How to make old android phone into CCTV camera free?
Upgrading your phone every couple of years, if not every year, is fast becoming the norm, and while you would of course try and sell the old phone, sometimes the value of smartphones drops so quickly that selling older hardware isn’t really worth the effort. The end result is that you could have a smartphone lying around the house, just taking up space in a drawer.
If you’re looking for a simple way to find a good use for the device, we’ve got an easy to set up project that you can do without too much time or effort: you can turn the phone into a security camera.
There are a number of reasons why you might want a security camera in the house, to set up a simple CCTV (closed circuit television) monitoring your home, or office. Installing specialised CCTV equipment is pretty expensive though, and not something most people can do by themselves. But using an old phone is a cheap alternative that’s also easy. All you need is an old smartphone or tablet, and the right software.
When it comes to CCTV apps, there are hundreds of it in each software repository. Search for ‘CCTV’ in Android Play store, and here’s what the results page looks like:
Sorting through this list was a challenge, and we tested out most of the free apps that were available. Among the popular apps that we saw on Google Play, some such as CCTV Mobile didn’t open on a Samsung Galaxy S7₹ 28,990 or on a Lenovo Vibe K4 Note. Another app that had good ratings on Google Play, called Viewtron’s CCTV DVR, worked for a few minutes before crashing, and reinstalling did not fix the problem.
LineCCTV, which is downloaded by thousands of people, turned out to be a fake app. We had plenty of other bad experiences until we tried out Home Security Camera – Alfred, and Web Camera Online: CCTV IP Cam. Both apps worked reliably, though they lacked many features that were mentioned elsewhere. Another popular app, FetchCam has a terrible user interface that made it hard to set up.
Finally, we zeroed-in on an app called AtHome. Apart from the straightforward UI and plethora of features, what separates this app from the others we tried is its reliability.
Having gotten a hold of an old phone, and finalised which app to use, the next step was to set it up and get things running. For this to work, you need one old phone that has a working Wi-Fi connection. You’ll want to fix it in such a location that you can connect the charger to it as well; because you don’t want the battery to run out in the middle of recording. You also need one phone or tablet to view the video feed, or you can also do this from your Windows PC. This is what you need to do.
3) On the ‘camera’ and the viewing phone both, launch the respective apps. As soon as it goes online, the AtHome Video Streamer will generate a unique Connection ID (CID) along with a username and password. You can enter this information on the phone you’ll use to monitor the feed.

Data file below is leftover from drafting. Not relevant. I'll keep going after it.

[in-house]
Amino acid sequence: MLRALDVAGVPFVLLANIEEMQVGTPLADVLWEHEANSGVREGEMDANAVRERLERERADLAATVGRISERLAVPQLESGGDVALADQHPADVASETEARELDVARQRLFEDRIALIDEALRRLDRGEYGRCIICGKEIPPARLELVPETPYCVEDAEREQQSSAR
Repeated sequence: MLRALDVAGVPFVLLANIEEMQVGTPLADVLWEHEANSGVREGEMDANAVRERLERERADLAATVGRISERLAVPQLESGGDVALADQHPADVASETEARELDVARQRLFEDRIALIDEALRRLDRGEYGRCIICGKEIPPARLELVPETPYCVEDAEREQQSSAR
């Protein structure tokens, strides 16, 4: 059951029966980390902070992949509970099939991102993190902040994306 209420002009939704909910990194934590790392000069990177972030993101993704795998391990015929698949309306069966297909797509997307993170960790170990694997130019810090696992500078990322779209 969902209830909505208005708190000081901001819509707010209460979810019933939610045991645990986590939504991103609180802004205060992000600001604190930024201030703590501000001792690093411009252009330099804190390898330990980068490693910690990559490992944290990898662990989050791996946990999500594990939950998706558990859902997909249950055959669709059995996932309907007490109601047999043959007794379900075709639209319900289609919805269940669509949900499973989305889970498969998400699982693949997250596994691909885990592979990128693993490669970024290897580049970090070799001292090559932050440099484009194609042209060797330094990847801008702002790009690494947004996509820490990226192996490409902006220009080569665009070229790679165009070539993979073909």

Or you could just scan the QR code like we did, which saves a fair bit of time.
3) On the device you’ll use to monitor the feed, you need to launch the AtHome Monitor app (called AtHome Camera on iOS) and then you can enter the account details above, or click to add a feed using the QR code generated above.
Scan the code and your CCTV streamer and receiver are up and running.
4) Want to access the CCTV stream on your desktop computer? If you’re on Windows, you can. All you need to do is download and install the AtHome Camera desktop client.
If your machine has a webcam then it can scan the QR code just like in step 3; otherwise you’ll need to create a username in step 2 and log-in that way instead.
You can add and monitor up to four camera streams in the desktop client.
5) The app is packed with features such as scheduled recording, and two-way talk. You can switch between the front and rear camera and enable the LED flash remotely.
More importantly, you can record the stream or take a snapshot. The video is stored in SD quality MP4 format. That is much better than what majority of CCTVs can pull off.
Saving a minute of stream takes up 3MB of storage. An entire day’s (24 hours) feed can take up to 4.5GB, so if you’re using the camera for round the clock surveillance you’ll want to transfer the files to your computer daily.
Coming to the subject of data usage, the AtHome streamer used 64MB in 10 minutes. The viewer utilises the same amount of data. Undoubtedly, it makes sense to stick to Wi-Fi and not use cellular data. Thankfully, since the app can detect motion and notify you about it, you don’t need to record the data or transmit it non-stop.
Almost every feature of this app works without any upgrade. The only paid feature that you might want is the cloud service that allows you to backup the stream on company’s servers, which is optional.
That’s all there is to it – four steps, a couple of easy to use free apps, and you’ve managed to salvage an old phone that was just wasting space in your house, and find a good use for it instead.